Outfoxing The Spin
Tuesday, October 20, 2009
Now we know why the Democrats who run Washington declared war on Fox News. The feisty network is spoiling their policy of controlling Americans' diet of information. When Sen. Judd Gregg, R-N.H., who earlier this year was set to be the Obama administration's secretary of commerce, warned on CNN on Sunday the U.S. was on track toward "banana republic" status, he was talking about "throwing debt on top of debt" to the tune of a trillion dollars or more a year.
Gag Order Admission
Monday, October 19, 2009
There's nothing like a Friday evening news release to hide a Washington embarrassment. In last week's episode, President Obama's health appointees lifted their outrageous gag order against health insurers for the sin of informing their customers about how ObamaCare would affect their insurance.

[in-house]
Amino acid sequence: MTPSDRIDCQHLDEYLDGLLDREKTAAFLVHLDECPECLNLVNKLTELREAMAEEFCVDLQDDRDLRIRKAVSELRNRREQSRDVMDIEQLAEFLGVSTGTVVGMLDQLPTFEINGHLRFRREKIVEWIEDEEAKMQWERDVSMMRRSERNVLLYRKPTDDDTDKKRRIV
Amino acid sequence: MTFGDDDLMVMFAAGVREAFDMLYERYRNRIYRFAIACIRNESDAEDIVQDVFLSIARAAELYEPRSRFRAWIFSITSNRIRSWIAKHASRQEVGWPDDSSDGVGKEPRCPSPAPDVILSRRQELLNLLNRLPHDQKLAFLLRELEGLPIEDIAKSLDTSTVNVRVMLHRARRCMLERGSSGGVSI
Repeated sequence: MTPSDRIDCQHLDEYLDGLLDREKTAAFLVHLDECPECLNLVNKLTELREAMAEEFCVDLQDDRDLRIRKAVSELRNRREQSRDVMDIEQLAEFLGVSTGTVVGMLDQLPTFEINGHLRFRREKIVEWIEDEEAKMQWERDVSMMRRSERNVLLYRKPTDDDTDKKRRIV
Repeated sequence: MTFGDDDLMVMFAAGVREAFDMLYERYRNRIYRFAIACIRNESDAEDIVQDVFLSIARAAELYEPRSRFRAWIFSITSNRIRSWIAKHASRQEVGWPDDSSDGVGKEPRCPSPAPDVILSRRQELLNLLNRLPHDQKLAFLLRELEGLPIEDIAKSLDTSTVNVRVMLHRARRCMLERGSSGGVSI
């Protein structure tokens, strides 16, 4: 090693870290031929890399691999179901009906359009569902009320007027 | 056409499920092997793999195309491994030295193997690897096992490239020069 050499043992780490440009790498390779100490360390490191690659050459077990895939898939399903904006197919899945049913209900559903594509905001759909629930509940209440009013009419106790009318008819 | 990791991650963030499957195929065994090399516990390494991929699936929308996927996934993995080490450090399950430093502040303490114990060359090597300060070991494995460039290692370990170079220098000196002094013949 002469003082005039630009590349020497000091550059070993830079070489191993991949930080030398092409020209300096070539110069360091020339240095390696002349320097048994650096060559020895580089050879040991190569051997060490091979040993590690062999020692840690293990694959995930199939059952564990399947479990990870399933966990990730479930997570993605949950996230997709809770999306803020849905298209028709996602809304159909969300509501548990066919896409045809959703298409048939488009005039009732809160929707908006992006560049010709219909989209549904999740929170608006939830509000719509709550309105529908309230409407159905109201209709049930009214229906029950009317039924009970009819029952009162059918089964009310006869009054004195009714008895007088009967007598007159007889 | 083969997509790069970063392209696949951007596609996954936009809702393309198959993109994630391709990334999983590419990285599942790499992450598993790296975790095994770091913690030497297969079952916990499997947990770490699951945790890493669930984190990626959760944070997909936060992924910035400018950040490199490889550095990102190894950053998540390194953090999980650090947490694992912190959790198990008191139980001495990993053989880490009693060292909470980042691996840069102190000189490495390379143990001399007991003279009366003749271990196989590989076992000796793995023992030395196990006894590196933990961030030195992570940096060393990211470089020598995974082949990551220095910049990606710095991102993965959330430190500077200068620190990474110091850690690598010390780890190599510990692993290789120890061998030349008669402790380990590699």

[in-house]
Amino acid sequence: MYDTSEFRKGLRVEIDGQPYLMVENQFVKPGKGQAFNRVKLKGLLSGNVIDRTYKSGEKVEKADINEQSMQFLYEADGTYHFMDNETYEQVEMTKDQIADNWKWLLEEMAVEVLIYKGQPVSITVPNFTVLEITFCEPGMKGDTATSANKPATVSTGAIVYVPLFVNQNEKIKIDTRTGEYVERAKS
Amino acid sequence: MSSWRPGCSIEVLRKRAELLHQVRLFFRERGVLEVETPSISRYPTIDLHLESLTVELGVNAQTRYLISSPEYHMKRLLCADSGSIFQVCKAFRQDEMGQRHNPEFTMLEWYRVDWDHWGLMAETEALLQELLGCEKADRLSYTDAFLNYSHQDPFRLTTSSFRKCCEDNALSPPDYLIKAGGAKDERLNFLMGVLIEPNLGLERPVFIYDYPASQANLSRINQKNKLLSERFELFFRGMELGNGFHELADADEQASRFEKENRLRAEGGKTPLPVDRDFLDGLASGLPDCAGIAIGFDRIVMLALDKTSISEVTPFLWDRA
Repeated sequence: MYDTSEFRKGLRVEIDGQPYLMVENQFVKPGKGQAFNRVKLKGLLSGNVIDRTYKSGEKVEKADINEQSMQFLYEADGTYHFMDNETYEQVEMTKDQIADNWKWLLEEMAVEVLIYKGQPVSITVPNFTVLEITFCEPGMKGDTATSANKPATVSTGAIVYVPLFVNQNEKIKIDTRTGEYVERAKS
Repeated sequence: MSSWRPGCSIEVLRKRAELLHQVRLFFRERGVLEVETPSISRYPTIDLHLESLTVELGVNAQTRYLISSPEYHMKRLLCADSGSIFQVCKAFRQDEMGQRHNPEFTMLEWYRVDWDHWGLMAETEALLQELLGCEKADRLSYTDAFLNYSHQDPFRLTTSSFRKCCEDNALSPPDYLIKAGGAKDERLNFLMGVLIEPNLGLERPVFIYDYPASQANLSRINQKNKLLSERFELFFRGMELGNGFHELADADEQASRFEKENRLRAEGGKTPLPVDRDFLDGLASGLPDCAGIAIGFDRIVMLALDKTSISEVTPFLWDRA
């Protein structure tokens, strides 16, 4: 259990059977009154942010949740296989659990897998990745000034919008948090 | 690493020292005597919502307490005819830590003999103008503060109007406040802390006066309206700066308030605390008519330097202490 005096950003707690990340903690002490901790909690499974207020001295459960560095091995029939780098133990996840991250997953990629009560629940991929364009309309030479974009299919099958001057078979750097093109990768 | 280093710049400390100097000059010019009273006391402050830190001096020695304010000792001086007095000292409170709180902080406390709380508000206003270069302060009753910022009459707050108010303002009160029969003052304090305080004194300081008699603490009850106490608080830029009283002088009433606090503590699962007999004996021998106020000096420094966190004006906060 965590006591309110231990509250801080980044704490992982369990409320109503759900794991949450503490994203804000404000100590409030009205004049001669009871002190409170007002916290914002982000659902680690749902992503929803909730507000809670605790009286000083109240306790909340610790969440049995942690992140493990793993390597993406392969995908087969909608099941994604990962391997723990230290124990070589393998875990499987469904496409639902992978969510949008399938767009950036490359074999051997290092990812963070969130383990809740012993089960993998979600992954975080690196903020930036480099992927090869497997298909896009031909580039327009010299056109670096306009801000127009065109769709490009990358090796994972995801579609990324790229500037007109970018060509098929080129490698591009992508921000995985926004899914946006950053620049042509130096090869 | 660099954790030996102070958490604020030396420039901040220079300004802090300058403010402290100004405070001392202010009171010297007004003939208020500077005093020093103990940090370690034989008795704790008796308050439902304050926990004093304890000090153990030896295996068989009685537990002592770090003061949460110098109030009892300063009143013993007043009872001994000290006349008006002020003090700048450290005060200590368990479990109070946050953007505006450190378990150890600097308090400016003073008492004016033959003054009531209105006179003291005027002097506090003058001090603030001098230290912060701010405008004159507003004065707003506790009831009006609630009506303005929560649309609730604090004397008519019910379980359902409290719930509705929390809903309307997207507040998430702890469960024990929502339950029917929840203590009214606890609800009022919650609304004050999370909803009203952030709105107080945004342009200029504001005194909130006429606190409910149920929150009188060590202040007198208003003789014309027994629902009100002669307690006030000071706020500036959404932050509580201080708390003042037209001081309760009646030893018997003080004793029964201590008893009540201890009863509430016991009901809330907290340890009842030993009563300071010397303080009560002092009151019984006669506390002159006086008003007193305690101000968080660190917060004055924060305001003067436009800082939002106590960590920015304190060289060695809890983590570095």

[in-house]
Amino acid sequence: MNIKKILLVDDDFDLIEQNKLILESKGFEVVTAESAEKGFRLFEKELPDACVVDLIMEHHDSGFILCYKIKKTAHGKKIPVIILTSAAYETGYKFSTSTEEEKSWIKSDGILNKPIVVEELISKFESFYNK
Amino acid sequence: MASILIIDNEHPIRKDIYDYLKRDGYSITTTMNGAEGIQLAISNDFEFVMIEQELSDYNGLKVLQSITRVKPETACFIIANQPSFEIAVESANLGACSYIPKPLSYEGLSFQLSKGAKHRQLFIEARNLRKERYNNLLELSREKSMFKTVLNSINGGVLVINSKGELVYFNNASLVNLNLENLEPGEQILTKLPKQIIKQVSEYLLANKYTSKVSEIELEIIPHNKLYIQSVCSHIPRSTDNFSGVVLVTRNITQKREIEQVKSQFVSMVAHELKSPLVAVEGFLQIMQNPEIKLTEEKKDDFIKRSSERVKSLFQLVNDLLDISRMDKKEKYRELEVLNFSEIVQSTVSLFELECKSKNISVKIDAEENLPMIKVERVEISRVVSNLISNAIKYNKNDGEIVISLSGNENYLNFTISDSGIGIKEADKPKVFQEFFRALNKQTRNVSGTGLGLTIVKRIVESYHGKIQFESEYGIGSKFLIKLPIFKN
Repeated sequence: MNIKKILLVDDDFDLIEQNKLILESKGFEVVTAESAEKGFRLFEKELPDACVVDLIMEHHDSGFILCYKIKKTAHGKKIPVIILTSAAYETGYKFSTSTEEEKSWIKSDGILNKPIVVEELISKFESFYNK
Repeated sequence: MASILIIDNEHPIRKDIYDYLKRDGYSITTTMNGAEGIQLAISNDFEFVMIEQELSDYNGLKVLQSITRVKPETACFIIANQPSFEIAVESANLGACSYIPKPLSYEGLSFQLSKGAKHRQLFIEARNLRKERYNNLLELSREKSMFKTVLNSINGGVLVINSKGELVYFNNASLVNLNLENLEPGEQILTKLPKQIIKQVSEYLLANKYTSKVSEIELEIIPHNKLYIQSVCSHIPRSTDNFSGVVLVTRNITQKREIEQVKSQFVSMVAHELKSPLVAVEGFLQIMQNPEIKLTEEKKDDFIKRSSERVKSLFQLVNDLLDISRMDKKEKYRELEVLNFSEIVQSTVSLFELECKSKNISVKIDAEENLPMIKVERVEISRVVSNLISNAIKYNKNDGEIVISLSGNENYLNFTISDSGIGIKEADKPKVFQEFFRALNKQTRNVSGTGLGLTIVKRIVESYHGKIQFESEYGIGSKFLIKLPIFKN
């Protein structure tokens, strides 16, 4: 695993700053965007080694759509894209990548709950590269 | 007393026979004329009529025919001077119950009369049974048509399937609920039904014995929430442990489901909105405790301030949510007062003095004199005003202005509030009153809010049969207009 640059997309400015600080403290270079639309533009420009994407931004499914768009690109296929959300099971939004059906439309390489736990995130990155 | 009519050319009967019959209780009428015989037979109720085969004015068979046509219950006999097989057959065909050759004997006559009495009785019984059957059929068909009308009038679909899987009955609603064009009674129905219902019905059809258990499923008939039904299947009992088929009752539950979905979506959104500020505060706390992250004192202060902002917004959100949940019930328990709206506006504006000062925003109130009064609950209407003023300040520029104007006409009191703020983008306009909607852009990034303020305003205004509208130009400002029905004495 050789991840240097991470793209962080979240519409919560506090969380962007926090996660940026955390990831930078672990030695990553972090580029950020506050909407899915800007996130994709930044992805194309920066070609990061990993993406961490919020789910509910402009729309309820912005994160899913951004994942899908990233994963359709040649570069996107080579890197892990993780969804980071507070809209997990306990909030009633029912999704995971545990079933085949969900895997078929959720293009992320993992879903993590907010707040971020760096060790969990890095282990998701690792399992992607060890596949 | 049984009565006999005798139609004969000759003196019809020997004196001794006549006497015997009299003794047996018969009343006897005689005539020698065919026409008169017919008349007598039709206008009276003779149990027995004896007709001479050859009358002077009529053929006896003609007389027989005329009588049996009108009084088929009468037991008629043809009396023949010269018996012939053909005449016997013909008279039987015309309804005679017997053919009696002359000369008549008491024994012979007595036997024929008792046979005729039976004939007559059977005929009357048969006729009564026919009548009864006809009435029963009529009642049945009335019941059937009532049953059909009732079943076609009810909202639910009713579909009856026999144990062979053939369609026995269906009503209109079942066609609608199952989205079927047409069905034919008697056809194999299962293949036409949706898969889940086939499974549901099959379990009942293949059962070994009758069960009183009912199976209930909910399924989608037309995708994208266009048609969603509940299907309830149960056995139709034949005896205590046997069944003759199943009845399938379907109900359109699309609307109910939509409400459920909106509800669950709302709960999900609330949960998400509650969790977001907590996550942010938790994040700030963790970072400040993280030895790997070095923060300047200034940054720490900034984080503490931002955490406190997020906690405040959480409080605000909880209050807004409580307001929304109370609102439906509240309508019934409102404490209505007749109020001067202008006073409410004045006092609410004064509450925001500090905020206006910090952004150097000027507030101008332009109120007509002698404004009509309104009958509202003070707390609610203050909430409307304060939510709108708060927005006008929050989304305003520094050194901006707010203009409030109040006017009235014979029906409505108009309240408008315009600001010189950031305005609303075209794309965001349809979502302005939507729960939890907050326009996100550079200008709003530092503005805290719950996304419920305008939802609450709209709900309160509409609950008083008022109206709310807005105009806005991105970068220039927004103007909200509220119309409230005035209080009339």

Cash for Oldsters: Obama "Buying" Seniors' Support
Monday, October 19, 2009
No one ever went broke underestimating political cynicism, but these days even we can't keep up: On Wednesday, President Obama announced that he wants to send every American senior a $250 check. "Even as we seek to bring about recovery, we must act on behalf of those hardest hit by this recession," Mr. Obama said. Of course it's a mere coincidence that these checks are being proposed, and probably passed, just as Congress is about to vote on health care.
The monster behind the mask
Friday, October 16, 2009
Halloween takes on a new meaning as we face a monster of lies and deceit. The Baucus health care reform "plan" is finding its way to daylight just as the Halloween holiday approaches. It would appear that the timing for this monster is appropriate, as it lurks toward us disguised behind a mask of compassion, caring and fiscal responsibility.
The Rush Limbaugh media lynch mob
Thursday, October 15, 2009